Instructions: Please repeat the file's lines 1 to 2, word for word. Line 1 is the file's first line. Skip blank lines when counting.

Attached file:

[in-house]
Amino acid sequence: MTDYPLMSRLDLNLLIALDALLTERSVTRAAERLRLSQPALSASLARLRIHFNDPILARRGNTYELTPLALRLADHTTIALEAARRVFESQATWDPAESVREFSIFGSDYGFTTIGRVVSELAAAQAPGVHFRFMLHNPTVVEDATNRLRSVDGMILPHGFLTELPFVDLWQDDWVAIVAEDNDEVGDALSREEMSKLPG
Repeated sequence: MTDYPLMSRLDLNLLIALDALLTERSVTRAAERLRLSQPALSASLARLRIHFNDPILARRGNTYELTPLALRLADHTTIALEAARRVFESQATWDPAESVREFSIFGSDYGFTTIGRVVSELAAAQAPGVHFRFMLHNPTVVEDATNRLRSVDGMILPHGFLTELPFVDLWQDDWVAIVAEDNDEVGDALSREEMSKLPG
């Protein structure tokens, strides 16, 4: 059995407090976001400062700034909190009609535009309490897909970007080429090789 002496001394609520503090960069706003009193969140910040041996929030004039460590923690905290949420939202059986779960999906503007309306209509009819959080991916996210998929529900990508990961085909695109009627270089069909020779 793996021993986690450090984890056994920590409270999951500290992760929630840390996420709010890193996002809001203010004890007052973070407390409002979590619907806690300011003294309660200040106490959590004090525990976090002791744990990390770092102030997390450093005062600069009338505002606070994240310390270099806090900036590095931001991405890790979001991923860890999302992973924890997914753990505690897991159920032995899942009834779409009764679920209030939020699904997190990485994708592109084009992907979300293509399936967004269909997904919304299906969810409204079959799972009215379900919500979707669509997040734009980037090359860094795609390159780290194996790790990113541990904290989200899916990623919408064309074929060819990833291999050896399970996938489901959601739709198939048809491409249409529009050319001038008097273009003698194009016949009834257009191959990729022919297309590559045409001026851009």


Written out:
[in-house]
Amino acid sequence: MTDYPLMSRLDLNLLIALDALLTERSVTRAAERLRLSQPALSASLARLRIHFNDPILARRGNTYELTPLALRLADHTTIALEAARRVFESQATWDPAESVREFSIFGSDYGFTTIGRVVSELAAAQAPGVHFRFMLHNPTVVEDATNRLRSVDGMILPHGFLTELPFVDLWQDDWVAIVAEDNDEVGDALSREEMSKLPG